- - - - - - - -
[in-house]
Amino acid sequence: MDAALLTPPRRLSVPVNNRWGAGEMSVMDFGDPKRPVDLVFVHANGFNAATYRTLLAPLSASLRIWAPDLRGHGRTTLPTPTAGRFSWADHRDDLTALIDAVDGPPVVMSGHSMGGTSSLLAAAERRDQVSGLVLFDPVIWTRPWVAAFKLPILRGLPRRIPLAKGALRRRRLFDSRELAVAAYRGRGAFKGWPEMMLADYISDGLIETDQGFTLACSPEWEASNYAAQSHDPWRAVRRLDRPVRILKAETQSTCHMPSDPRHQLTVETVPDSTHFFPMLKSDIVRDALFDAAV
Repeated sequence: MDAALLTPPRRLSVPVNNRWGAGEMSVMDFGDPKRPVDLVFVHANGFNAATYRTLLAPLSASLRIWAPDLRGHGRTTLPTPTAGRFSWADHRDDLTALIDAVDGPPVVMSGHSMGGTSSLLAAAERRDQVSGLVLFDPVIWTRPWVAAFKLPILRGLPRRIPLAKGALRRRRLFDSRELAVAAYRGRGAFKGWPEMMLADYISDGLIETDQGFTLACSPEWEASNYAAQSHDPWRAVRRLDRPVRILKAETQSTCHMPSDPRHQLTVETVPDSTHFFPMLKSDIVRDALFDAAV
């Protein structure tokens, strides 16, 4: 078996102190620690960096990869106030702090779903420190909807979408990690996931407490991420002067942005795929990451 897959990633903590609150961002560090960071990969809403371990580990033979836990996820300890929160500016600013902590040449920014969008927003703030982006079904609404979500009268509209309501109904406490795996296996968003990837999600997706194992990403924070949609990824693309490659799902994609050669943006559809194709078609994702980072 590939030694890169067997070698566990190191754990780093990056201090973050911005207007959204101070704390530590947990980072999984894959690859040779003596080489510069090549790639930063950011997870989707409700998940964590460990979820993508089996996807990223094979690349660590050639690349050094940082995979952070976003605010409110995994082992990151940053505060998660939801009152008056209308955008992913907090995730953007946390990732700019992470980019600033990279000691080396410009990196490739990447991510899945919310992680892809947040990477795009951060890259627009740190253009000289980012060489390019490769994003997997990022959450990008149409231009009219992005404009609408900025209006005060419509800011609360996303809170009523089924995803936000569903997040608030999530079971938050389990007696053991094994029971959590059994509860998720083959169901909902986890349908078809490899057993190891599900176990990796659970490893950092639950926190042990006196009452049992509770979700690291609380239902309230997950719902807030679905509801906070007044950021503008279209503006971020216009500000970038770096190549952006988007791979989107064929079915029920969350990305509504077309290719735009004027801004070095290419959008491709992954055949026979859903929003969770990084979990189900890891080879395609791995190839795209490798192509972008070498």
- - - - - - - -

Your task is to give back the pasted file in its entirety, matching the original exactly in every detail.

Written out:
[in-house]
Amino acid sequence: MDAALLTPPRRLSVPVNNRWGAGEMSVMDFGDPKRPVDLVFVHANGFNAATYRTLLAPLSASLRIWAPDLRGHGRTTLPTPTAGRFSWADHRDDLTALIDAVDGPPVVMSGHSMGGTSSLLAAAERRDQVSGLVLFDPVIWTRPWVAAFKLPILRGLPRRIPLAKGALRRRRLFDSRELAVAAYRGRGAFKGWPEMMLADYISDGLIETDQGFTLACSPEWEASNYAAQSHDPWRAVRRLDRPVRILKAETQSTCHMPSDPRHQLTVETVPDSTHFFPMLKSDIVRDALFDAAV
Repeated sequence: MDAALLTPPRRLSVPVNNRWGAGEMSVMDFGDPKRPVDLVFVHANGFNAATYRTLLAPLSASLRIWAPDLRGHGRTTLPTPTAGRFSWADHRDDLTALIDAVDGPPVVMSGHSMGGTSSLLAAAERRDQVSGLVLFDPVIWTRPWVAAFKLPILRGLPRRIPLAKGALRRRRLFDSRELAVAAYRGRGAFKGWPEMMLADYISDGLIETDQGFTLACSPEWEASNYAAQSHDPWRAVRRLDRPVRILKAETQSTCHMPSDPRHQLTVETVPDSTHFFPMLKSDIVRDALFDAAV
């Protein structure tokens, strides 16, 4: 078996102190620690960096990869106030702090779903420190909807979408990690996931407490991420002067942005795929990451 897959990633903590609150961002560090960071990969809403371990580990033979836990996820300890929160500016600013902590040449920014969008927003703030982006079904609404979500009268509209309501109904406490795996296996968003990837999600997706194992990403924070949609990824693309490659799902994609050669943006559809194709078609994702980072 590939030694890169067997070698566990190191754990780093990056201090973050911005207007959204101070704390530590947990980072999984894959690859040779003596080489510069090549790639930063950011997870989707409700998940964590460990979820993508089996996807990223094979690349660590050639690349050094940082995979952070976003605010409110995994082992990151940053505060998660939801009152008056209308955008992913907090995730953007946390990732700019992470980019600033990279000691080396410009990196490739990447991510899945919310992680892809947040990477795009951060890259627009740190253009000289980012060489390019490769994003997997990022959450990008149409231009009219992005404009609408900025209006005060419509800011609360996303809170009523089924995803936000569903997040608030999530079971938050389990007696053991094994029971959590059994509860998720083959169901909902986890349908078809490899057993190891599900176990990796659970490893950092639950926190042990006196009452049992509770979700690291609380239902309230997950719902807030679905509801906070007044950021503008279209503006971020216009500000970038770096190549952006988007791979989107064929079915029920969350990305509504077309290719735009004027801004070095290419959008491709992954055949026979859903929003969770990084979990189900890891080879395609791995190839795209490798192509972008070498």